Privacy board to testify before Senate Judiciary

All five members of the Privacy and Civil Liberties Oversight Board will testify before the Senate Judiciary Committee next month, Chairman Patrick Leahy (D-Vt.) announced on Wednesday.

On Feb. 12, the board members will testify about their recent conclusion that the National Security Agency’s (NSA) bulk collection of phone records is illegal.

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Leahy has been a vocal critic of the NSA’s collection of the phone records, known as metadata. Last year, he and Rep. James Sensenbrenner (R-Wis.) introduced the USA Freedom Act, which would end the phone records collection and make other reforms to the country’s surveillance programs.

The PCLOB is a small government agency that only recently became fully operational.

It issued a report last week declaring that the NSA’s metadata collection “lacks a viable legal foundation,” “raises serious threats to privacy and civil liberties” and should be ended.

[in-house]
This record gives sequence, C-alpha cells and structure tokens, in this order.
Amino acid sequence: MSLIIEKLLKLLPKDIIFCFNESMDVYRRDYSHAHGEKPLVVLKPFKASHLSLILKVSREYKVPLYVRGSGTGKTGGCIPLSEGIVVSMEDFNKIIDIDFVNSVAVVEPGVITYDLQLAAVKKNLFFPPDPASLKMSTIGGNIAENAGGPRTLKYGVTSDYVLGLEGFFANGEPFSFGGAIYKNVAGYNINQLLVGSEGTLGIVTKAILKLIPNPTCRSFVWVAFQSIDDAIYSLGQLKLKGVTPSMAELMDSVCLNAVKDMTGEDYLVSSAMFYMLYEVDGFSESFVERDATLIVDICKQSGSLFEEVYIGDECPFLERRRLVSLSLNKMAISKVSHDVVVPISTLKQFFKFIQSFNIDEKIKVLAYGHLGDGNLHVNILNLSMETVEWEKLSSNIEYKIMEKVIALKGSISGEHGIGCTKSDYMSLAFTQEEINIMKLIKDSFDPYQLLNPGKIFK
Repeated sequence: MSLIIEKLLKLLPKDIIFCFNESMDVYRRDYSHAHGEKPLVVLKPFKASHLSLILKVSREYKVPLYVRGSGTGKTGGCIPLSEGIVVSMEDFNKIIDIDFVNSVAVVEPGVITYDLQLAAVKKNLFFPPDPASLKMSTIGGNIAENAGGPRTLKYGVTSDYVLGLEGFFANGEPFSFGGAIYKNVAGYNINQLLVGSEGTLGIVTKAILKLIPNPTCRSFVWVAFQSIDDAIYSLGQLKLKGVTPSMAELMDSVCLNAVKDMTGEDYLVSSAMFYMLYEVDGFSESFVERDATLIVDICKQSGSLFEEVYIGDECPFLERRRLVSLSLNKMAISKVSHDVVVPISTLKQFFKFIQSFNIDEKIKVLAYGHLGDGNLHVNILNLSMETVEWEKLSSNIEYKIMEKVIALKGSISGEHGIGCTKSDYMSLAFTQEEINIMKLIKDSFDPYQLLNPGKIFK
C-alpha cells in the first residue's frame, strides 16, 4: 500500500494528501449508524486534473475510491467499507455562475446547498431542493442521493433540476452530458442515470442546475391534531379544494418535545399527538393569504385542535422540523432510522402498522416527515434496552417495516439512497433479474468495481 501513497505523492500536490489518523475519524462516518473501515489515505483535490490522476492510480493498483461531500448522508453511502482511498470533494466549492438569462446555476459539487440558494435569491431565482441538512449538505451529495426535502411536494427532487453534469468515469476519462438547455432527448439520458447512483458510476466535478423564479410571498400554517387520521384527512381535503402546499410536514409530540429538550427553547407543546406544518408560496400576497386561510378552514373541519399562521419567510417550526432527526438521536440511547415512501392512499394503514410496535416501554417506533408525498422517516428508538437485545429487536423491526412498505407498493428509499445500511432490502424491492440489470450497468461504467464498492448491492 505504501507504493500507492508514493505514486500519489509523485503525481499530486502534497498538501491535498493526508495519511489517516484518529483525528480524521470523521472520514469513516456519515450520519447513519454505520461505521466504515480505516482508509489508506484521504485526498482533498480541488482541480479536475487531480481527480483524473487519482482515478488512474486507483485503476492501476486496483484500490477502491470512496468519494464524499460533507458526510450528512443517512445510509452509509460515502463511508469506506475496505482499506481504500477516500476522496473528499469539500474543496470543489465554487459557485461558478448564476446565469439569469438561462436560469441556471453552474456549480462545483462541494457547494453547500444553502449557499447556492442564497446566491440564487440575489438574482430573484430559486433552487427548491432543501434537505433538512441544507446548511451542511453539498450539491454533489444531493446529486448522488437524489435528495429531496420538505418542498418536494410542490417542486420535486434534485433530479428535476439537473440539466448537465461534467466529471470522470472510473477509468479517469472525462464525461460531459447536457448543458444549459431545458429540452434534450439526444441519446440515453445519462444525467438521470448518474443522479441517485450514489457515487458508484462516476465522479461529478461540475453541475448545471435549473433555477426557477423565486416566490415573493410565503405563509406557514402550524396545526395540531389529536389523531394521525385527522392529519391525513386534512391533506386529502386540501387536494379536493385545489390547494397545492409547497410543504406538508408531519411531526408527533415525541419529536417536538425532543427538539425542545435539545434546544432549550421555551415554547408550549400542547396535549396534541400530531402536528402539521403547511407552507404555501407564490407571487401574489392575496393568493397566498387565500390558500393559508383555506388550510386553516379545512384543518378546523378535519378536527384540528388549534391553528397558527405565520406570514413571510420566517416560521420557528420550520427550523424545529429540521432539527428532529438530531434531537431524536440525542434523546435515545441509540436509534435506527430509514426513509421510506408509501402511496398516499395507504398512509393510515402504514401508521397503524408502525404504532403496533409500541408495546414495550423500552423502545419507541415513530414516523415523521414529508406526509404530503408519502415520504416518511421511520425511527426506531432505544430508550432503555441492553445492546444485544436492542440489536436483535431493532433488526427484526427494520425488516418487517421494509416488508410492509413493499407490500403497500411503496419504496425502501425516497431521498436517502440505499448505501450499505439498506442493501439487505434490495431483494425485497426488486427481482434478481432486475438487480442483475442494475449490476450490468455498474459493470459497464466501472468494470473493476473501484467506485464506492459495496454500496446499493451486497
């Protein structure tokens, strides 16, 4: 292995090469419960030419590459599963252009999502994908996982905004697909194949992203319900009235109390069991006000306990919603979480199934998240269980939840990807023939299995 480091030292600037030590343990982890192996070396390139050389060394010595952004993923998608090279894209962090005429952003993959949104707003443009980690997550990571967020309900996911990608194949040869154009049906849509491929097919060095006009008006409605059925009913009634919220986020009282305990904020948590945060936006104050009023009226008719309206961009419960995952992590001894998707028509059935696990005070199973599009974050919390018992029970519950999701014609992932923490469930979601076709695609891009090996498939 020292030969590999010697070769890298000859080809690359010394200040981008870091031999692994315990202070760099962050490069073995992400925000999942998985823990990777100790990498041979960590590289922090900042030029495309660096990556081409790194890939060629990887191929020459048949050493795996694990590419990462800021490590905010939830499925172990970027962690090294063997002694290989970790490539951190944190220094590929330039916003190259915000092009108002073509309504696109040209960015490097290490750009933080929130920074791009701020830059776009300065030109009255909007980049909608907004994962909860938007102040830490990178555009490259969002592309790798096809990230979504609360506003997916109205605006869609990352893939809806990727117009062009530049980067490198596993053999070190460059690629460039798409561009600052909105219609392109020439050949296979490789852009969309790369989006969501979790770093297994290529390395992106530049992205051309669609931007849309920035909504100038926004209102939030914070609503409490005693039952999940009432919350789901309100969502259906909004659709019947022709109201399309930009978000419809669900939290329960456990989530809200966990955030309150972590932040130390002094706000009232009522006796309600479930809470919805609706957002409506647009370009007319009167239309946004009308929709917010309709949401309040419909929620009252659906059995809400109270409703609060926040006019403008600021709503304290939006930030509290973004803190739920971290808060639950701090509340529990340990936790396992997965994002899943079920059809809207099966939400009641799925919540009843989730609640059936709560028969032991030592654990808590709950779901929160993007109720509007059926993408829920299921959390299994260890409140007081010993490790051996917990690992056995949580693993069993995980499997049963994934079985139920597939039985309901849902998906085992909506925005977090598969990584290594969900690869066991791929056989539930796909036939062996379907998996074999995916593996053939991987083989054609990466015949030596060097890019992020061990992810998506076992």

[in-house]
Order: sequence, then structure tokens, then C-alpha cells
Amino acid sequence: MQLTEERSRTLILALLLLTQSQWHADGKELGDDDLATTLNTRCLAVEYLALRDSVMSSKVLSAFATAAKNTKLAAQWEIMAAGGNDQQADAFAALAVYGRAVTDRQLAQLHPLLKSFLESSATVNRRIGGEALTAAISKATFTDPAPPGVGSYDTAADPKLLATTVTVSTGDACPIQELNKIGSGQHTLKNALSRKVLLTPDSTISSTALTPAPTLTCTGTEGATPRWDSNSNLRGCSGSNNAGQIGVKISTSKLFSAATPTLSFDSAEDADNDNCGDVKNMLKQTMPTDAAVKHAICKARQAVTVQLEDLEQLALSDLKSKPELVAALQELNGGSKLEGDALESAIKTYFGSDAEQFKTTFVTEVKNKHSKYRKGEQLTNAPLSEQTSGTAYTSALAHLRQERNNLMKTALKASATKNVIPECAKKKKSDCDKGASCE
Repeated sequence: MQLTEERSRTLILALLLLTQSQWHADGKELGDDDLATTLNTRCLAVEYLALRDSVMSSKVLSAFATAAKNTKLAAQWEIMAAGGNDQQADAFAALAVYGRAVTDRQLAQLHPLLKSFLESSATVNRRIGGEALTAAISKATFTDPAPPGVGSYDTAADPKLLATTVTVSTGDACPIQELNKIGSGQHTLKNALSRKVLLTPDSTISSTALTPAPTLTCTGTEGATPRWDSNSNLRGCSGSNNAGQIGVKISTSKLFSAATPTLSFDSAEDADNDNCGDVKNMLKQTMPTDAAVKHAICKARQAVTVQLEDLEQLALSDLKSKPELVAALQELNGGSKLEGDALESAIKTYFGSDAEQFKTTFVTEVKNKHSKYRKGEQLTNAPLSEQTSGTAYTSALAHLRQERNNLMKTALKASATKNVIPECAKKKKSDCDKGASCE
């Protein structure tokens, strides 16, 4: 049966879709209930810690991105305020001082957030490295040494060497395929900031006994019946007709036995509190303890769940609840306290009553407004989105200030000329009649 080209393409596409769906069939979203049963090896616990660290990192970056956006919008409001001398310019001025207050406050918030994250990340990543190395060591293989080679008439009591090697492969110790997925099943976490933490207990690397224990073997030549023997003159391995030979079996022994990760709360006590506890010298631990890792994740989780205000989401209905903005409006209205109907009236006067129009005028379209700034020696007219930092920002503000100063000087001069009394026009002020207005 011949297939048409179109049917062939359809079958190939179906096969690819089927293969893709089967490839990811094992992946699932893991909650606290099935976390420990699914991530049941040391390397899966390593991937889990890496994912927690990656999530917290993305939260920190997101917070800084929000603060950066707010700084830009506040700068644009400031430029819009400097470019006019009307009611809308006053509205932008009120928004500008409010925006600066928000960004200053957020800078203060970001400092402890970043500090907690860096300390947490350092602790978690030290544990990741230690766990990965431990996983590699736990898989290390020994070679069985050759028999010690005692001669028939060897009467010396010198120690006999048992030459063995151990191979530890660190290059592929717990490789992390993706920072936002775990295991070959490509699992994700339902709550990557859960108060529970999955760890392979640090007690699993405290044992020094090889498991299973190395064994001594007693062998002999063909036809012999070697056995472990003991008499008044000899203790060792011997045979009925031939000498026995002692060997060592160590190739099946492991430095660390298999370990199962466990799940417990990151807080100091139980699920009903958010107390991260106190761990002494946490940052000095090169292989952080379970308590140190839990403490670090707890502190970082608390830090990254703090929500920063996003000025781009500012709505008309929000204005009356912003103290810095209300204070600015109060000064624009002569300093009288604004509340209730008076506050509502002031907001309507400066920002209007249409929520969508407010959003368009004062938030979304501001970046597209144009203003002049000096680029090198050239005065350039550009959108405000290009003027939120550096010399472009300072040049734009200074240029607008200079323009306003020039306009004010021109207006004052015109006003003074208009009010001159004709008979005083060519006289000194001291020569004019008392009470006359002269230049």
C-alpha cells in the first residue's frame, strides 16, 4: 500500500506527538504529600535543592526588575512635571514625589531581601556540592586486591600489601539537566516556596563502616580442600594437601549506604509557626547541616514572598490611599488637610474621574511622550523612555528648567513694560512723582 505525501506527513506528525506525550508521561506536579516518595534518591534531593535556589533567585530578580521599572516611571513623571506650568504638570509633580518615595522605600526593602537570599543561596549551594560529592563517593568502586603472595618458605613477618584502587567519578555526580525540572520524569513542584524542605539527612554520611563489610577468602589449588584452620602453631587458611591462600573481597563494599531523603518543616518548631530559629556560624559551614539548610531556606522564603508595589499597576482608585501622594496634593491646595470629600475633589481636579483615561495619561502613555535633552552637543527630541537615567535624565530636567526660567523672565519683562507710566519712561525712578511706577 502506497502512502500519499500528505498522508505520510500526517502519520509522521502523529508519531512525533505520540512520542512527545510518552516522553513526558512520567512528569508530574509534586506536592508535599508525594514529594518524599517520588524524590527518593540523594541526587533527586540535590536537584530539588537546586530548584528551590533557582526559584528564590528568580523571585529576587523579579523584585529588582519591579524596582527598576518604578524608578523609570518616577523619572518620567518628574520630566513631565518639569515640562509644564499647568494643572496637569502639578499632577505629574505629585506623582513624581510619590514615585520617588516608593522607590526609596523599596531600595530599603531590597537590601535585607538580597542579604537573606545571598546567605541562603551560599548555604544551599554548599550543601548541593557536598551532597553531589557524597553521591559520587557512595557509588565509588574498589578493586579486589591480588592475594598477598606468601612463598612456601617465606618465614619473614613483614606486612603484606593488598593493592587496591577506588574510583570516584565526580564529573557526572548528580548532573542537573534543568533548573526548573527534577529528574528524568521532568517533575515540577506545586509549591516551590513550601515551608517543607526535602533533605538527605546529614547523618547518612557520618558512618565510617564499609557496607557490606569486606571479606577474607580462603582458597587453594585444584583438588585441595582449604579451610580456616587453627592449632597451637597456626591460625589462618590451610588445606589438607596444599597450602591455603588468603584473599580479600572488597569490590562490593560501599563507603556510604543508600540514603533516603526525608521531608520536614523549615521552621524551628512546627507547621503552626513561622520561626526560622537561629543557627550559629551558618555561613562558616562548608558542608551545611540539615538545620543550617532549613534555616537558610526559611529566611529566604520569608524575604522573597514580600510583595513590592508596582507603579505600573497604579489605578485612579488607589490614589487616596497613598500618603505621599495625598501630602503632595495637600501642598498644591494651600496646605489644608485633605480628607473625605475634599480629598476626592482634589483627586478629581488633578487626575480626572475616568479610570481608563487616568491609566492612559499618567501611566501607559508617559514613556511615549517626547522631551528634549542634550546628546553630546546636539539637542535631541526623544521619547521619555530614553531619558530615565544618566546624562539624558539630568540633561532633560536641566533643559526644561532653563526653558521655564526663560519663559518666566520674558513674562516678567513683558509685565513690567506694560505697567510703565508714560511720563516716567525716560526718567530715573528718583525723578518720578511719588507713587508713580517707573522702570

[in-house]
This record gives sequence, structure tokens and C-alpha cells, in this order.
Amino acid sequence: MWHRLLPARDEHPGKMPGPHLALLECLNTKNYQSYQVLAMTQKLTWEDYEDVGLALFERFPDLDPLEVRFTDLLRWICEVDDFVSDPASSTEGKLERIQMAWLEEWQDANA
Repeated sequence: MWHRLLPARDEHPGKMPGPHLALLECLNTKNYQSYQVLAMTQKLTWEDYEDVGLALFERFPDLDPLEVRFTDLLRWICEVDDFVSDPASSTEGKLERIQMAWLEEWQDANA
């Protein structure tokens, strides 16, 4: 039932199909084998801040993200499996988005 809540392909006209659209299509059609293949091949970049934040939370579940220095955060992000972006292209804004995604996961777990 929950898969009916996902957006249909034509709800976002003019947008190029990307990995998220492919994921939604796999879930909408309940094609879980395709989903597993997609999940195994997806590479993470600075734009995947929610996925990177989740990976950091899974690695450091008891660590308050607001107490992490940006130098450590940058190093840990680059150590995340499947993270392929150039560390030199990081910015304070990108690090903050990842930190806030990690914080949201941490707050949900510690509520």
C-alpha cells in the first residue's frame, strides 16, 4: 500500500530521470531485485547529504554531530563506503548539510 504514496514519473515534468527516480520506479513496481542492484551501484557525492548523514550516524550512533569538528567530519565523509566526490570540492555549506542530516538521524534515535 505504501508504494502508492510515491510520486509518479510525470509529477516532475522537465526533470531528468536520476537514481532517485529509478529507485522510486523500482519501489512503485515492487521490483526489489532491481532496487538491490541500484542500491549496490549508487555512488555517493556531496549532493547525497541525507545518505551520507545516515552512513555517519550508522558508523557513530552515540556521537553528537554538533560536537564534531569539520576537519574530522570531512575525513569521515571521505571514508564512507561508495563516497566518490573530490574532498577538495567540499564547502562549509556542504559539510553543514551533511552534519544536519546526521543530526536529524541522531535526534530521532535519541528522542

“The recommendations of the Privacy and Civil Liberties Oversight Board add to the growing chorus calling for an end to the government’s dragnet collection of Americans’ phone records,” Leahy said in a written statement. “Congress must act to reform these programs and ensure Americans’ privacy and civil liberties.”

Two of the board’s members, both of whom worked in the Justice Department under former President George W. Bush, voted against calling the program illegal.

David Medine, the chairman of the privacy board, is also scheduled to testify at a House Judiciary Committee hearing next Tuesday, along with other government officials. 

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